Foundations Chapter 12

August 23, 2016 - 13 minutes read

CHAPTER TWELVE Fellowship Fellowship is another of the four things that the New Testament church devoted them selves to. Two that we have already considered include the apostles teaching and the breaking of bread. The final one, prayer, will be considered in the next chapter. So, what is the Biblical understanding of fellowship? It’s obvious that it means much more than what we today usually consider fellowship. When we think of fellowship the kinds of things that come to mind are get togethers, picnics, covered dish dinners, hanging out with friends or having a conversation. That may be fellowship but it’s a far cry from what the kind of fellowship the early believers devoted them selves to. The Greek work that is translated “fellowship” in the Bible is the word “koinania” that embraces a range of relationships that our modern use of the word “fellowship” simply doesn’t touch. It involves the development of deep relationships, getting along with one another, really learning to know one another, bearing each others burdens, confessing faults to one another, praying for each other, encouraging one another and living together in accountable relationships.  Therefore, when God created and placed Adam and Eve in the Garden of Eden it was an extension of community that already existed in the Godhead. That’s what made it such a wonderful place. They experienced fellowship in its fullest form and expression. In unbroken relationships it was a place of giving and receiving in complete openness, honesty and transparency that can only happen in community. Spiritual, emotional and physical intimacy was altogether pure and completely void of shame. God and man were able to walk and talk together freely with total ease and comfort. In essence, the result of sin entering the garden was the breaking of relationships, the destruction of community and the loss of fellowship. Life quickly turned from ecstasy to tragedy. Jealousy arose that lead to murder. One tragic event followed another. Mankind degenerated from bad to worse until God repented that he had even created man and purposed to destroy what he had created. However, the Bible tells us that Noah found grace in the eyes of the Lord. God spared him and his family and thus spared the human race from being completely wiped out.  Community  The Centrality of the Cross  The nature of Biblical fellowship can perhaps be summed up best by the concept of community. The teachings of Dr. Ralph Neighbour Jr. have been very helpful to us in shaping our understanding of community. What the believers in the early church experienced was a restoration of community. It was restoration because that is what God created us for in the beginning. Actually it was the way things were before the beginning. God the Father, God the Son and God the Holy Spirit lived in community before creation. They were one in purpose and heart.  The story of the Old Testament is one of God calling his people back into community with Himself. It was an up and down, in and out experience to say the least. God so desired to be in fellowship with his creation only to have his offer rejected time after time. But in the fullness of time God sent his own Son to restore the relationship that was broken, the community that was destroyed and the fellowship that was lost. He gave up his life and taking upon himself the sin of the whole world, he died on a cruel cross at the hands of his own creation saying to the Father, forgive them for they know not what they are doing.  When Jesus spoke of the Father he said that he and the Father were one and the same. He said if they had seen him they had seen the Father. When Jesus spoke of the Holy Spirit coming he referred to him as another one exactly like himself. The Father, Son and Holy Spirit are three persons in one. It’s a mystery that we cannot fully understand. While we may never experience community to the same degree as the Trinity, that was nevertheless what we were created for.  For the first time in all eternity the community that existed in the Godhead was broken when Jesus cried out, “My God, why have you forsaken me.” You see? It’s through what Jesus did on the cross that provides the foundation for restoring community. The key to living in community and experiencing the quality of fellowship demonstrated in the New Testament is first going to the cross realizing that it was my sin and your sin that put Jesus there. The early believers  28   lived in the reality of the cross. That is the reason they were able to devote them selves to Biblical fellowship and a common unity. Confessing their sins, carrying each other’s burdens, laying down their lives for one another, showing compassion, submitting to and honoring one another and being patient and forgiving of one another was simply the practical outcome of having personally identified with the cross. The reason so much of our modern fellowship is so shallow in comparison is because much of the church has gotten way from teaching the cross. Living the crucified life seems to be foreign and unfamiliar to many churchgoers today. In too many instances, feel good religion has replaced sacrifice, personal preferences have replaced truth and convenience has replaced obedience. With a vision to experience church like we read about in the Bible, Cornerstone does not hesitate to call people to a radical commitment to Jesus.  Equipping the Saints for Ministry We take seriously the Scriptural mandate to equip the saints to do the work of ministry. Not having time is no excuse for disobedience. Jesus told his disciples to go and make disciples. For three years he poured his life into twelve men that he chose to be with him. Normally, these men would not have associated with each other. Apart from their relationship with Jesus they had little in common. But living with Jesus for three years had a profound affect on them. Jesus modeled a life of love, acceptance and forgiveness. At first they struggled and competed for position. But slowly their values changed. They learned that to be a leader meant being a servant. They learned that true worth and significance was not in what they were able to do but in who they were. By living with these twelve men, Jesus gave us a picture of how community works. He didn’t just call them together for an hour or two on Sunday morning. He spent time with them. They took trips together. They went fishing. They visited Jerusalem together. They had cookouts by the sea. It was three years of hands on interactive training that turned them into faithful disciples. When Jesus left the earth to return to the Father, he commissioned them to go and make other disciples. He left the whole future of the church he came to establish in the hands of his disciples. When the Holy Spirit was poured out as promised those disciples were so energized that it was said of them that 29  they turned the world upside down.  Turning the World Upside Down We believe that God is again raising up a people that will turn the world upside down. We have purposed to be part of what God is doing today. One of our early policies was not to ask God to bless what we were doing but rather to align ourselves with what God was blessing. As we look around today, it is evident that God is pouring out his blessing on the local church. Over the last fifty years or so it seems like the cutting edge for evangelism and discipleship has been in parachurch organizations. Billy Graham and other crusade evangelists have been used in the past to bring many people into the Kingdom. Navigators founded by Dawson Trotman and YWAM founded by Loren Cunningham have been greatly used in discipleship training and mission outreach. But as good as these things have been, what I see God doing today is restoring evangelism and discipleship to the local church in the context of community and fellowship like it was in the beginning. Churches today that are realizing the greatest results are those that have developed a system that effectively wins lost people to Christ, helps them get free from sinful patterns, disciples them and equips them to win and disciple others. A pattern that seems to be coming into its own was developed by Robert Coleman and published in a book, The Master Plan of Evangelism about forty years ago. Dr. Coleman was way ahead of his time. It seems that just now the principles he outlined in his book forty years ago are being embraced and implemented in a practical way. In keeping with our commitment to follow God one step at a time as he leads the way we are on the brink of a new adventure that will take us to the next level in experiencing church like we read about in the Bible. About ten years ago we embraced the values of the cell church in an attempt to devote our selves more fully to Biblical fellowship and community. With what we have learned and experienced we are poised and ready to do whatever it takes to align our selves with the new paradigm God seems to be blessing today. Our goal is to leave no one behind.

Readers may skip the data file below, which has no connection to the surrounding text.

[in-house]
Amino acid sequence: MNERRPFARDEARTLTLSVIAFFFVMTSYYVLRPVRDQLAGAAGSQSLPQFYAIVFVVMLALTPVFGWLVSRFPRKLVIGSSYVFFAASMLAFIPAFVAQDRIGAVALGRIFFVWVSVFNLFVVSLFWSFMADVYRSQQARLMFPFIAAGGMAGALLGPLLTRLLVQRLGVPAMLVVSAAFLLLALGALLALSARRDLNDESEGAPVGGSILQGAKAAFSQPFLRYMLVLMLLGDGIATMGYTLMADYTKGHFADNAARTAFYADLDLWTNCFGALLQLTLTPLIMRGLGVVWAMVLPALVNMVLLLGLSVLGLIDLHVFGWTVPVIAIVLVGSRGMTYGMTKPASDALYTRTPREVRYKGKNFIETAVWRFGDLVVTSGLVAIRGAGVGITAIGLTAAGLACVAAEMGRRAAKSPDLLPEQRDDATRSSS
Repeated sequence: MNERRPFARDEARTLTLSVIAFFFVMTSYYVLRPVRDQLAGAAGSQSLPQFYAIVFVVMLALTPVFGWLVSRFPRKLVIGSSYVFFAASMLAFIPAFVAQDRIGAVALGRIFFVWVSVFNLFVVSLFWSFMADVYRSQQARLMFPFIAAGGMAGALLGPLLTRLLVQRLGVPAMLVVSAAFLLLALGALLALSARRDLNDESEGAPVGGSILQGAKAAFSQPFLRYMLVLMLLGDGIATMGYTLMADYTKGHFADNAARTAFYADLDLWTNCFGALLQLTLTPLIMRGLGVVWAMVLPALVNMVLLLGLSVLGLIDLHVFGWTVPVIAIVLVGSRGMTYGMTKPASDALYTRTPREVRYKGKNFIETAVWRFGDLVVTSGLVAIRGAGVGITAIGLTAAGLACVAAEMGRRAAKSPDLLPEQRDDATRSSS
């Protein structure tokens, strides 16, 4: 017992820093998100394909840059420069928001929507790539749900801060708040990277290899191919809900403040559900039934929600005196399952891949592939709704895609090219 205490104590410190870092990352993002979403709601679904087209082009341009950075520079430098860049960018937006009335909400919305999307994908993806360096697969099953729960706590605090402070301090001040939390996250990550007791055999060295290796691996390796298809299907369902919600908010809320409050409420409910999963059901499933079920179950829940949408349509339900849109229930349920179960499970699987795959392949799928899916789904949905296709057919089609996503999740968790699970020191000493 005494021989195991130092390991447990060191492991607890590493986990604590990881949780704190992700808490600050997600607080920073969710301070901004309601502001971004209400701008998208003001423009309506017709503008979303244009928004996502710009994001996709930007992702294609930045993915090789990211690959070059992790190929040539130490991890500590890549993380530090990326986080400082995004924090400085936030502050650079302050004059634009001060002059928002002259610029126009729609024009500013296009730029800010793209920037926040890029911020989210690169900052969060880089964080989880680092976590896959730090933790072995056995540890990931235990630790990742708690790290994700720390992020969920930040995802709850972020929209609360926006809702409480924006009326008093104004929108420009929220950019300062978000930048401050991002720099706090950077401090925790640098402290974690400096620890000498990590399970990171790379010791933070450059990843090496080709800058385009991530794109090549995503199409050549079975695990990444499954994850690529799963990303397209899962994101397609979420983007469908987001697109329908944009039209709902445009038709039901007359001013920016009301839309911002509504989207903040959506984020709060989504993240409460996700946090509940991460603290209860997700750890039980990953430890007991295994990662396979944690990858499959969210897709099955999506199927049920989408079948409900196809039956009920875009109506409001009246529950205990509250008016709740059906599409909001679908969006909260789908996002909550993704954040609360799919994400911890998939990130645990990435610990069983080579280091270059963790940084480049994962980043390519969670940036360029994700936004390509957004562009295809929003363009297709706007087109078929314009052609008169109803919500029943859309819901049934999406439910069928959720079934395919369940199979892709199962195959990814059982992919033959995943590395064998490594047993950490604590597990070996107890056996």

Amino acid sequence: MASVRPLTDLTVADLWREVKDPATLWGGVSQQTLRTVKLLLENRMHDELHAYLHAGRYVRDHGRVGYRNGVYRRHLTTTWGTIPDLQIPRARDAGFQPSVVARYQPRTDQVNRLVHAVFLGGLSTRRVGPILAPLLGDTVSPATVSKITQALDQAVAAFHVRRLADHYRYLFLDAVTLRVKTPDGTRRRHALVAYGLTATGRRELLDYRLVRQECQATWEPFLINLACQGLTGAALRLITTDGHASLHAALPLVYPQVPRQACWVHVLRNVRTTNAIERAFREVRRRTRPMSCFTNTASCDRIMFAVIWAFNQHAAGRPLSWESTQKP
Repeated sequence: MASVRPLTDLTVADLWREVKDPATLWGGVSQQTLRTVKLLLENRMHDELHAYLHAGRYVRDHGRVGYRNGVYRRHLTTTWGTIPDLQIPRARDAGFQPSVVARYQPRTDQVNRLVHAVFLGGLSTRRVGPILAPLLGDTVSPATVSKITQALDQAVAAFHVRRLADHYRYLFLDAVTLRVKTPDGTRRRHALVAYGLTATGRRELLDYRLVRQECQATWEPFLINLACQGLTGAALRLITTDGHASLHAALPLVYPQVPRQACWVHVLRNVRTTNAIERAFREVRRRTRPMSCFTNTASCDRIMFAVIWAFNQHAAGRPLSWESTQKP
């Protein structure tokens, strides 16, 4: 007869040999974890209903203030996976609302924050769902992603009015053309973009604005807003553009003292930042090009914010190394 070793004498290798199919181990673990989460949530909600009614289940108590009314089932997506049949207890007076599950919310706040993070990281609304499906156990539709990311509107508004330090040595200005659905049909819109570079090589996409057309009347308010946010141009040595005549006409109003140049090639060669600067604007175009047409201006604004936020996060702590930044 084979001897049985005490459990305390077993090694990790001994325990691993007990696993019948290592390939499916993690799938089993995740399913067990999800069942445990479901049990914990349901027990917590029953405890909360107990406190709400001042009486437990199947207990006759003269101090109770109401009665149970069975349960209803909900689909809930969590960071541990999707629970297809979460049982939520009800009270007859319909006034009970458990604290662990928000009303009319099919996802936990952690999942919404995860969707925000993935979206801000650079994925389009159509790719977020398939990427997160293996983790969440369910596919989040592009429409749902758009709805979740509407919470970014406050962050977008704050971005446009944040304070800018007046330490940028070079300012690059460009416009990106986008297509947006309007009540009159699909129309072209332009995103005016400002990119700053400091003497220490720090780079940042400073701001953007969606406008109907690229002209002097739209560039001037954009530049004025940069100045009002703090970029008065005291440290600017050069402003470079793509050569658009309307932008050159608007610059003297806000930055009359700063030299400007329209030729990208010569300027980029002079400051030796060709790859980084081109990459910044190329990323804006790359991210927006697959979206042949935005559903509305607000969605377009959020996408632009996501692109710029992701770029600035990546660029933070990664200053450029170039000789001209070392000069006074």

Join the conversation

Your email address will not be published. Required fields are marked *

Leave a Reply